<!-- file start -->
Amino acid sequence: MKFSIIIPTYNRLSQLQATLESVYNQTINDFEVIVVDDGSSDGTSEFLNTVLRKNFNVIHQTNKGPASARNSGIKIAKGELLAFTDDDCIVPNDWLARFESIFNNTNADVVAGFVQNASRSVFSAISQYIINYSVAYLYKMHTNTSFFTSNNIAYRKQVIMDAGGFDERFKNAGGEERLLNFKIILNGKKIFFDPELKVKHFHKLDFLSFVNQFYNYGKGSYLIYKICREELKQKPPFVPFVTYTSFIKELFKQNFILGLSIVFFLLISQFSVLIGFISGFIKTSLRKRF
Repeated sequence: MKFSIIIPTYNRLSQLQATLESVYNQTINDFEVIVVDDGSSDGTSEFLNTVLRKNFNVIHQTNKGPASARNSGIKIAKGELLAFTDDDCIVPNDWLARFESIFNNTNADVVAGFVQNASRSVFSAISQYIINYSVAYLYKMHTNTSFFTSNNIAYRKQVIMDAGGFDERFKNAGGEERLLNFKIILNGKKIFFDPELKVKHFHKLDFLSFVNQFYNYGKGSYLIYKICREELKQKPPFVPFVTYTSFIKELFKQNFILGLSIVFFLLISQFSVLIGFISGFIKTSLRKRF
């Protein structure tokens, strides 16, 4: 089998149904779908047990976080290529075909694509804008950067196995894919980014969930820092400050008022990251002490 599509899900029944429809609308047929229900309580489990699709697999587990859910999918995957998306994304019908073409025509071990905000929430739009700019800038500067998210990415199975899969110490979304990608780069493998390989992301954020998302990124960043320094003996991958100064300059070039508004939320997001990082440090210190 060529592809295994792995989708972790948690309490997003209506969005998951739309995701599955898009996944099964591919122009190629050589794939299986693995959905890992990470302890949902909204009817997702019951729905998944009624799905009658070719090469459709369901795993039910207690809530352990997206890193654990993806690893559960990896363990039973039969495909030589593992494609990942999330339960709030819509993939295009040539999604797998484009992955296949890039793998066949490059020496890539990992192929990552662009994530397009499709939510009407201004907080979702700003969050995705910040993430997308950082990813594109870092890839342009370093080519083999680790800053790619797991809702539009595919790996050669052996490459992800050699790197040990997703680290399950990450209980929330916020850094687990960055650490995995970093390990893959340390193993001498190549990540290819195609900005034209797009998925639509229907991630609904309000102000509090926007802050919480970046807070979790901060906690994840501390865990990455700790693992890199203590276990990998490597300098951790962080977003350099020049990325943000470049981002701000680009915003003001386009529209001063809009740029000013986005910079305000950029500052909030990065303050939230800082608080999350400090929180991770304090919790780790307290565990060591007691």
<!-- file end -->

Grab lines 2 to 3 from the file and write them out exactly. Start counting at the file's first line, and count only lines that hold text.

Repeated sequence: MKFSIIIPTYNRLSQLQATLESVYNQTINDFEVIVVDDGSSDGTSEFLNTVLRKNFNVIHQTNKGPASARNSGIKIAKGELLAFTDDDCIVPNDWLARFESIFNNTNADVVAGFVQNASRSVFSAISQYIINYSVAYLYKMHTNTSFFTSNNIAYRKQVIMDAGGFDERFKNAGGEERLLNFKIILNGKKIFFDPELKVKHFHKLDFLSFVNQFYNYGKGSYLIYKICREELKQKPPFVPFVTYTSFIKELFKQNFILGLSIVFFLLISQFSVLIGFISGFIKTSLRKRF
């Protein structure tokens, strides 16, 4: 089998149904779908047990976080290529075909694509804008950067196995894919980014969930820092400050008022990251002490 599509899900029944429809609308047929229900309580489990699709697999587990859910999918995957998306994304019908073409025509071990905000929430739009700019800038500067998210990415199975899969110490979304990608780069493998390989992301954020998302990124960043320094003996991958100064300059070039508004939320997001990082440090210190 060529592809295994792995989708972790948690309490997003209506969005998951739309995701599955898009996944099964591919122009190629050589794939299986693995959905890992990470302890949902909204009817997702019951729905998944009624799905009658070719090469459709369901795993039910207690809530352990997206890193654990993806690893559960990896363990039973039969495909030589593992494609990942999330339960709030819509993939295009040539999604797998484009992955296949890039793998066949490059020496890539990992192929990552662009994530397009499709939510009407201004907080979702700003969050995705910040993430997308950082990813594109870092890839342009370093080519083999680790800053790619797991809702539009595919790996050669052996490459992800050699790197040990997703680290399950990450209980929330916020850094687990960055650490995995970093390990893959340390193993001498190549990540290819195609900005034209797009998925639509229907991630609904309000102000509090926007802050919480970046807070979790901060906690994840501390865990990455700790693992890199203590276990990998490597300098951790962080977003350099020049990325943000470049981002701000680009915003003001386009529209001063809009740029000013986005910079305000950029500052909030990065303050939230800082608080999350400090929180991770304090919790780790307290565990060591007691």